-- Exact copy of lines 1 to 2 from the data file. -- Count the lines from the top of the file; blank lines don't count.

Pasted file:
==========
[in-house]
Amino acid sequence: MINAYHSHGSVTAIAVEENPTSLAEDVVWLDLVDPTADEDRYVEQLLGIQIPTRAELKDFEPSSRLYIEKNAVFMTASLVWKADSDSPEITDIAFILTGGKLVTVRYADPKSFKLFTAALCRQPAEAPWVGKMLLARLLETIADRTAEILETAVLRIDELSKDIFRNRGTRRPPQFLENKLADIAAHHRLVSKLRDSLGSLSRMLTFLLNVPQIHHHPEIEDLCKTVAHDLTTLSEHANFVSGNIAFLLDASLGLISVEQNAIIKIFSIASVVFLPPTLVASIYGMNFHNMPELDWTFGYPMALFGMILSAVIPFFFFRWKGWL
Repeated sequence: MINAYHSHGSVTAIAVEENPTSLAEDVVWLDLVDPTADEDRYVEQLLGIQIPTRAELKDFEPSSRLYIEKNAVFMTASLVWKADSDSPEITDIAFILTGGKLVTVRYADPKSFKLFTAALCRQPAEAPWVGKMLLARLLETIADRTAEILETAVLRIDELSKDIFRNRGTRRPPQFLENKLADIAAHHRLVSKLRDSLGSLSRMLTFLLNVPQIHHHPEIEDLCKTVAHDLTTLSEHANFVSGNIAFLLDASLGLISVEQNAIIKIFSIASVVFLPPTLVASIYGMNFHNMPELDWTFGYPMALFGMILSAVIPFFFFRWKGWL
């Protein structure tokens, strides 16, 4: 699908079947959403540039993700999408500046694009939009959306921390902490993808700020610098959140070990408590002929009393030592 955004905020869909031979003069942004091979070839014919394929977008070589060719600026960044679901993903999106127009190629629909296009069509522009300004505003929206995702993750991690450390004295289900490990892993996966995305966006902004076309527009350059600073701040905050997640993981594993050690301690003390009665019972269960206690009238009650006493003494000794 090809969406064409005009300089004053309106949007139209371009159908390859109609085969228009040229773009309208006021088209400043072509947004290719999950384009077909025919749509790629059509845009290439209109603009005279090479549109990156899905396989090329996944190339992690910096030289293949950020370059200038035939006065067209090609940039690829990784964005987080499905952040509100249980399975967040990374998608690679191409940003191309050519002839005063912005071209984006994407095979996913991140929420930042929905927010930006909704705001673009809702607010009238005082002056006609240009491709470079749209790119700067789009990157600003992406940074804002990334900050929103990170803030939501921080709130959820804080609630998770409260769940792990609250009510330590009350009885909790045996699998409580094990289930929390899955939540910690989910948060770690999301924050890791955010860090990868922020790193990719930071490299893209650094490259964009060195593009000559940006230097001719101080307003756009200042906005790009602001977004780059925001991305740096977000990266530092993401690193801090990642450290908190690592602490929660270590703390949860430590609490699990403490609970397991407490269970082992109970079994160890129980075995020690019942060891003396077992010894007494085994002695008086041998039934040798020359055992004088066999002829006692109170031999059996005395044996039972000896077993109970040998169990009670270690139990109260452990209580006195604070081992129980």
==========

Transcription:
[in-house]
Amino acid sequence: MINAYHSHGSVTAIAVEENPTSLAEDVVWLDLVDPTADEDRYVEQLLGIQIPTRAELKDFEPSSRLYIEKNAVFMTASLVWKADSDSPEITDIAFILTGGKLVTVRYADPKSFKLFTAALCRQPAEAPWVGKMLLARLLETIADRTAEILETAVLRIDELSKDIFRNRGTRRPPQFLENKLADIAAHHRLVSKLRDSLGSLSRMLTFLLNVPQIHHHPEIEDLCKTVAHDLTTLSEHANFVSGNIAFLLDASLGLISVEQNAIIKIFSIASVVFLPPTLVASIYGMNFHNMPELDWTFGYPMALFGMILSAVIPFFFFRWKGWL